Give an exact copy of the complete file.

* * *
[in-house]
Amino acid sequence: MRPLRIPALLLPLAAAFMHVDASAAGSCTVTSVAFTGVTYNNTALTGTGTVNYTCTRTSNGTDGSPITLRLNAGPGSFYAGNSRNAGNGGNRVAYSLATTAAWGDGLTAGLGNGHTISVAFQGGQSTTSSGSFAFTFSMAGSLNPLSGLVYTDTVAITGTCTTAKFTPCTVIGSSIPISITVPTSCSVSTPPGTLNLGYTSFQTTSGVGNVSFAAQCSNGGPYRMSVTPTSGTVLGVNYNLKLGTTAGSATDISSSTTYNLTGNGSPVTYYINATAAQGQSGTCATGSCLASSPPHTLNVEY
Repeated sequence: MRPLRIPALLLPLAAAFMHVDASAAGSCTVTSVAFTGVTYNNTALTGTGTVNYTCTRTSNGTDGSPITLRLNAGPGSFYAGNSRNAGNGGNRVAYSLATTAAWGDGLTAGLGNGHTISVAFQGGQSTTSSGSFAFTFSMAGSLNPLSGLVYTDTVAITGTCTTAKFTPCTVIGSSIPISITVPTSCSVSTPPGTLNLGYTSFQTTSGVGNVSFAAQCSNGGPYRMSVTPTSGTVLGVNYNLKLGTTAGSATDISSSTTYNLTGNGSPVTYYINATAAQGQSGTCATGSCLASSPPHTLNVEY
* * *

[in-house]
Amino acid sequence: MRPLRIPALLLPLAAAFMHVDASAAGSCTVTSVAFTGVTYNNTALTGTGTVNYTCTRTSNGTDGSPITLRLNAGPGSFYAGNSRNAGNGGNRVAYSLATTAAWGDGLTAGLGNGHTISVAFQGGQSTTSSGSFAFTFSMAGSLNPLSGLVYTDTVAITGTCTTAKFTPCTVIGSSIPISITVPTSCSVSTPPGTLNLGYTSFQTTSGVGNVSFAAQCSNGGPYRMSVTPTSGTVLGVNYNLKLGTTAGSATDISSSTTYNLTGNGSPVTYYINATAAQGQSGTCATGSCLASSPPHTLNVEY
Repeated sequence: MRPLRIPALLLPLAAAFMHVDASAAGSCTVTSVAFTGVTYNNTALTGTGTVNYTCTRTSNGTDGSPITLRLNAGPGSFYAGNSRNAGNGGNRVAYSLATTAAWGDGLTAGLGNGHTISVAFQGGQSTTSSGSFAFTFSMAGSLNPLSGLVYTDTVAITGTCTTAKFTPCTVIGSSIPISITVPTSCSVSTPPGTLNLGYTSFQTTSGVGNVSFAAQCSNGGPYRMSVTPTSGTVLGVNYNLKLGTTAGSATDISSSTTYNLTGNGSPVTYYINATAAQGQSGTCATGSCLASSPPHTLNVEY